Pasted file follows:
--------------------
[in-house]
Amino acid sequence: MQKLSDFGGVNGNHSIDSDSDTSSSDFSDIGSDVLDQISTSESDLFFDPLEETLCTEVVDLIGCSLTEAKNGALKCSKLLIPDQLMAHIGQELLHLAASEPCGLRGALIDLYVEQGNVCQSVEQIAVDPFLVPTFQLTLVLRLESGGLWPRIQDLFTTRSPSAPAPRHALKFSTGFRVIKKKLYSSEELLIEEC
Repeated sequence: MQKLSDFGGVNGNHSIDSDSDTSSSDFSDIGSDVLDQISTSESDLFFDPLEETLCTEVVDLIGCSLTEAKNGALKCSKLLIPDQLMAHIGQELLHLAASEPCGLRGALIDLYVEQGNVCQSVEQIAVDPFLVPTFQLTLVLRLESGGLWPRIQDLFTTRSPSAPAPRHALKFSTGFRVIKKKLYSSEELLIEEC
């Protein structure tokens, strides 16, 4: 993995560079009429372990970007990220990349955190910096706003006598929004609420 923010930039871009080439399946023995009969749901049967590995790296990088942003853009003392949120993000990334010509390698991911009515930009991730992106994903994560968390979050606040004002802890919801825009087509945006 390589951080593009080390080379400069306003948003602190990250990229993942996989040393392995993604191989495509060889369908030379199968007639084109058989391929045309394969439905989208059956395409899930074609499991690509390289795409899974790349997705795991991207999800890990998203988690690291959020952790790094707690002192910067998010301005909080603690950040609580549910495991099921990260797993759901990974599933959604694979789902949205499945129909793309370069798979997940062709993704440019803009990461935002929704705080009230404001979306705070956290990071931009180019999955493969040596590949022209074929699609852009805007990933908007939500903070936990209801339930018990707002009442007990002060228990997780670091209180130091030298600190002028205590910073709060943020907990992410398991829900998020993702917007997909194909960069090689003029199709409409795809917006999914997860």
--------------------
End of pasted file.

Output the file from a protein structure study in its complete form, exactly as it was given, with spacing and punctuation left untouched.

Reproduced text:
[in-house]
Amino acid sequence: MQKLSDFGGVNGNHSIDSDSDTSSSDFSDIGSDVLDQISTSESDLFFDPLEETLCTEVVDLIGCSLTEAKNGALKCSKLLIPDQLMAHIGQELLHLAASEPCGLRGALIDLYVEQGNVCQSVEQIAVDPFLVPTFQLTLVLRLESGGLWPRIQDLFTTRSPSAPAPRHALKFSTGFRVIKKKLYSSEELLIEEC
Repeated sequence: MQKLSDFGGVNGNHSIDSDSDTSSSDFSDIGSDVLDQISTSESDLFFDPLEETLCTEVVDLIGCSLTEAKNGALKCSKLLIPDQLMAHIGQELLHLAASEPCGLRGALIDLYVEQGNVCQSVEQIAVDPFLVPTFQLTLVLRLESGGLWPRIQDLFTTRSPSAPAPRHALKFSTGFRVIKKKLYSSEELLIEEC
């Protein structure tokens, strides 16, 4: 993995560079009429372990970007990220990349955190910096706003006598929004609420 923010930039871009080439399946023995009969749901049967590995790296990088942003853009003392949120993000990334010509390698991911009515930009991730992106994903994560968390979050606040004002802890919801825009087509945006 390589951080593009080390080379400069306003948003602190990250990229993942996989040393392995993604191989495509060889369908030379199968007639084109058989391929045309394969439905989208059956395409899930074609499991690509390289795409899974790349997705795991991207999800890990998203988690690291959020952790790094707690002192910067998010301005909080603690950040609580549910495991099921990260797993759901990974599933959604694979789902949205499945129909793309370069798979997940062709993704440019803009990461935002929704705080009230404001979306705070956290990071931009180019999955493969040596590949022209074929699609852009805007990933908007939500903070936990209801339930018990707002009442007990002060228990997780670091209180130091030298600190002028205590910073709060943020907990992410398991829900998020993702917007997909194909960069090689003029199709409409795809917006999914997860």